The U.S. Dept. of Labor has released the final USERRA laws. All Pennsylvania USERRA posters should be posted with the most current information. Every employer should have one on display.
The Uniformed Services Employment and Reemployment Rights Act (USERRA) of 1994 was created to allow those who temporarily serve in the military to return to the same job when their term is over. Veterans along with National Guard and Reserve members are also protected under this act.
The updated USERRA laws now include federal government employees as eligible individuals who can file a claim. The Federal government and the United States Postal Service have a different claims process than other types of workers. VETS, Veterans Employment and Training Service, normally handles all initial claims. If there is a dispute, federal government employees’ claims are then referred to the Office of Special Counsel. From there, the claim is taken over by the Merit Systems Protection Board. This is unlike other workers, whose claims would be referred to the Department of Justice. The next step would then be federal district court.
Normally, there isn’t much of a dispute over rehiring a returning soldier. Once the VETS is contacted, and they investigate, military workers are able to return to their civilian jobs without a huge problem.
People who are eligible for claims have usually served for less than five years. USERRA provides for up to five years of job protection (the right to be rehired). In special cases, such as disability or injury during service, reemployment may be granted beyond five years. Maximum in those cases is sometimes seven years of absence due to military service and recovery, although exceptional cases may allow for longer than seven years. The five years do not have to be consecutive. All years of separation from work due to military service are counted, even if they are not one right after the other.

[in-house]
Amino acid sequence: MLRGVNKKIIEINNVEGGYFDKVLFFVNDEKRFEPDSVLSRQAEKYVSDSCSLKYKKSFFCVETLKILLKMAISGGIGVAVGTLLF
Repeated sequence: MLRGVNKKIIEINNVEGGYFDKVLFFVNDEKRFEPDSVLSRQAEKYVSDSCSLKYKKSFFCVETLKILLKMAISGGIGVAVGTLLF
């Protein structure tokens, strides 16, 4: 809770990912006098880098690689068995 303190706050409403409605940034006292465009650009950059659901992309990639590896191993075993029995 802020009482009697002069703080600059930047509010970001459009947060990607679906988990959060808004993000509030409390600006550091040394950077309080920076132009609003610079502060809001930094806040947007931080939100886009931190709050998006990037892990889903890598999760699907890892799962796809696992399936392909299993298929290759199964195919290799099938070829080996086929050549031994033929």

Like other safety posters out there, a Hearing Conservation Poster can protect your workers from the dangers of the job. Whether they are on a construction site, in a busy factory, or on the floor of an amphitheater working a rock concert, your employees need to be reminded to protect one of their most valuable senses, their hearing.
A Hearing Conservation Poster can remind them of the need to protect their hearing, all while not requiring a huge expenditure on your part. As they say, an ounce of prevention is worth a pound in cure. Hanging a Hearing Conservation Poster on the work site in an easy to see place is an easy and cheap way to catch employees’ attentions and get them talking about hearing safety.
The Hearing Conservation Poster doesn’t have to be complicated artists achievements either. Some for instance for work site under construction can be a full color picture of a bulldozer or other heavy machinery, with the reminder at the bottom for employees that this machine is loud and can damage their hearing. It then tells them to wear protective ear coverings.
The truth is this may sound silly but it’s incredibly important for workers who work at sites with a lot of sound. It’s crucial for you, their employer, too. Noise damage is one of the most common and debilitating forms of occupational health issues. After all, exposure to high levels of loud noise can not only damage a person’s ears but lead to other health issues as well.
Following the guidance of state and federal agencies, a sound hearing protection program can include a Hearing Conservation Poster, as well as other teaching materials to get the word out about protection one’s hearing. It can help to get employees to listen up to the benefits of protecting their ears.